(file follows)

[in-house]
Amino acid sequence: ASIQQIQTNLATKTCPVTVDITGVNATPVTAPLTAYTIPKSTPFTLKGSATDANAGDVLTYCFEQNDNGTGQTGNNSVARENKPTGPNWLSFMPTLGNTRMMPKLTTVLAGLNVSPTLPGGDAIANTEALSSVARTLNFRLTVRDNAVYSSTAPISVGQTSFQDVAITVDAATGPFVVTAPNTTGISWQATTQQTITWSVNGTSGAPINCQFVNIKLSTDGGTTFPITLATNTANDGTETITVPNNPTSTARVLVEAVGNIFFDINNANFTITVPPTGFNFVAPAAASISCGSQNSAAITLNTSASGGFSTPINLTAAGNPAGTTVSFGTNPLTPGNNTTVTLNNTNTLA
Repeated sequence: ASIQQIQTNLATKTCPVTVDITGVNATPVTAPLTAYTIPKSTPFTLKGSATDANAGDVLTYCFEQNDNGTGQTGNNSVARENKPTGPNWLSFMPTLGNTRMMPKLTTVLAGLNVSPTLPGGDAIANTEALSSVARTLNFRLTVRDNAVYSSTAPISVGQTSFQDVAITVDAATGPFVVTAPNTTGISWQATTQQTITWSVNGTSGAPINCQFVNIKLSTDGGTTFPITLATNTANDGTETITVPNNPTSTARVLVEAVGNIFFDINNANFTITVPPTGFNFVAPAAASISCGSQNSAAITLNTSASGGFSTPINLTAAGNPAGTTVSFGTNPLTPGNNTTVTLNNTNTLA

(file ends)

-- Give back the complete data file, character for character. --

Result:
[in-house]
Amino acid sequence: ASIQQIQTNLATKTCPVTVDITGVNATPVTAPLTAYTIPKSTPFTLKGSATDANAGDVLTYCFEQNDNGTGQTGNNSVARENKPTGPNWLSFMPTLGNTRMMPKLTTVLAGLNVSPTLPGGDAIANTEALSSVARTLNFRLTVRDNAVYSSTAPISVGQTSFQDVAITVDAATGPFVVTAPNTTGISWQATTQQTITWSVNGTSGAPINCQFVNIKLSTDGGTTFPITLATNTANDGTETITVPNNPTSTARVLVEAVGNIFFDINNANFTITVPPTGFNFVAPAAASISCGSQNSAAITLNTSASGGFSTPINLTAAGNPAGTTVSFGTNPLTPGNNTTVTLNNTNTLA
Repeated sequence: ASIQQIQTNLATKTCPVTVDITGVNATPVTAPLTAYTIPKSTPFTLKGSATDANAGDVLTYCFEQNDNGTGQTGNNSVARENKPTGPNWLSFMPTLGNTRMMPKLTTVLAGLNVSPTLPGGDAIANTEALSSVARTLNFRLTVRDNAVYSSTAPISVGQTSFQDVAITVDAATGPFVVTAPNTTGISWQATTQQTITWSVNGTSGAPINCQFVNIKLSTDGGTTFPITLATNTANDGTETITVPNNPTSTARVLVEAVGNIFFDINNANFTITVPPTGFNFVAPAAASISCGSQNSAAITLNTSASGGFSTPINLTAAGNPAGTTVSFGTNPLTPGNNTTVTLNNTNTLA